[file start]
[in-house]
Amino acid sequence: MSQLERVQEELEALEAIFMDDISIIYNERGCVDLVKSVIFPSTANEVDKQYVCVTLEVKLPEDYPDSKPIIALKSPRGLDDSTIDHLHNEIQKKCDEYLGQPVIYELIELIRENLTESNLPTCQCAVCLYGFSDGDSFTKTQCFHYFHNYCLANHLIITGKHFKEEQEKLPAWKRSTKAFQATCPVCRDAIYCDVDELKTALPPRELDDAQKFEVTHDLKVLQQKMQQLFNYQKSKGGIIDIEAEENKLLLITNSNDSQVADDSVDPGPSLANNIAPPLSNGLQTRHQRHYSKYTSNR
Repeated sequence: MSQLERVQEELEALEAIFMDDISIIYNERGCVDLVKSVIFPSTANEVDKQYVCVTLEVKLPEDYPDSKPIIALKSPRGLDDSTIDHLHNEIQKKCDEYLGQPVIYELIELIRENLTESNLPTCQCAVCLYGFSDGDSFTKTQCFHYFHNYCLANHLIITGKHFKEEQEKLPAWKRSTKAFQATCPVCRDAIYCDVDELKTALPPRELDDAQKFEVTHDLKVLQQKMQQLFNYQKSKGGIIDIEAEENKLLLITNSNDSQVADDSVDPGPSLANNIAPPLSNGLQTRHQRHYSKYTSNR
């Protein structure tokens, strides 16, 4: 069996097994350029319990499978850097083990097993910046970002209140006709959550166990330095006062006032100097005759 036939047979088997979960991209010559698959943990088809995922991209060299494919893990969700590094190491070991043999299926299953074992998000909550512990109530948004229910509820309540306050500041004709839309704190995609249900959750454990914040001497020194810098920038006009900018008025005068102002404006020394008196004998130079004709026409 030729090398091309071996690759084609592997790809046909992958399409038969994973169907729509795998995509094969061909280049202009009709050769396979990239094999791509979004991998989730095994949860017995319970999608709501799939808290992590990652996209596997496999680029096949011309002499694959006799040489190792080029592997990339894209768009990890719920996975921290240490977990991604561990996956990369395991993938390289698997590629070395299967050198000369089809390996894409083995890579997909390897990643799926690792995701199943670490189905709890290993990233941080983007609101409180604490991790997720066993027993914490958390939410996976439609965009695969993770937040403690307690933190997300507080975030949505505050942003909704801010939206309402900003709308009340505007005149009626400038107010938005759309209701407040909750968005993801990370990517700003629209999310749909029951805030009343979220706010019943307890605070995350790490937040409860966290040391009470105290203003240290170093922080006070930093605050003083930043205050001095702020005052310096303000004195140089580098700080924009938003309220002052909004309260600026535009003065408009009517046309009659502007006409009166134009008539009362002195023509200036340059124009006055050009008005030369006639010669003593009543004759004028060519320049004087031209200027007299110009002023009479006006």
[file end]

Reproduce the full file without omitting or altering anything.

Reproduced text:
[in-house]
Amino acid sequence: MSQLERVQEELEALEAIFMDDISIIYNERGCVDLVKSVIFPSTANEVDKQYVCVTLEVKLPEDYPDSKPIIALKSPRGLDDSTIDHLHNEIQKKCDEYLGQPVIYELIELIRENLTESNLPTCQCAVCLYGFSDGDSFTKTQCFHYFHNYCLANHLIITGKHFKEEQEKLPAWKRSTKAFQATCPVCRDAIYCDVDELKTALPPRELDDAQKFEVTHDLKVLQQKMQQLFNYQKSKGGIIDIEAEENKLLLITNSNDSQVADDSVDPGPSLANNIAPPLSNGLQTRHQRHYSKYTSNR
Repeated sequence: MSQLERVQEELEALEAIFMDDISIIYNERGCVDLVKSVIFPSTANEVDKQYVCVTLEVKLPEDYPDSKPIIALKSPRGLDDSTIDHLHNEIQKKCDEYLGQPVIYELIELIRENLTESNLPTCQCAVCLYGFSDGDSFTKTQCFHYFHNYCLANHLIITGKHFKEEQEKLPAWKRSTKAFQATCPVCRDAIYCDVDELKTALPPRELDDAQKFEVTHDLKVLQQKMQQLFNYQKSKGGIIDIEAEENKLLLITNSNDSQVADDSVDPGPSLANNIAPPLSNGLQTRHQRHYSKYTSNR
């Protein structure tokens, strides 16, 4: 069996097994350029319990499978850097083990097993910046970002209140006709959550166990330095006062006032100097005759 036939047979088997979960991209010559698959943990088809995922991209060299494919893990969700590094190491070991043999299926299953074992998000909550512990109530948004229910509820309540306050500041004709839309704190995609249900959750454990914040001497020194810098920038006009900018008025005068102002404006020394008196004998130079004709026409 030729090398091309071996690759084609592997790809046909992958399409038969994973169907729509795998995509094969061909280049202009009709050769396979990239094999791509979004991998989730095994949860017995319970999608709501799939808290992590990652996209596997496999680029096949011309002499694959006799040489190792080029592997990339894209768009990890719920996975921290240490977990991604561990996956990369395991993938390289698997590629070395299967050198000369089809390996894409083995890579997909390897990643799926690792995701199943670490189905709890290993990233941080983007609101409180604490991790997720066993027993914490958390939410996976439609965009695969993770937040403690307690933190997300507080975030949505505050942003909704801010939206309402900003709308009340505007005149009626400038107010938005759309209701407040909750968005993801990370990517700003629209999310749909029951805030009343979220706010019943307890605070995350790490937040409860966290040391009470105290203003240290170093922080006070930093605050003083930043205050001095702020005052310096303000004195140089580098700080924009938003309220002052909004309260600026535009003065408009009517046309009659502007006409009166134009008539009362002195023509200036340059124009006055050009008005030369006639010669003593009543004759004028060519320049004087031209200027007299110009002023009479006006």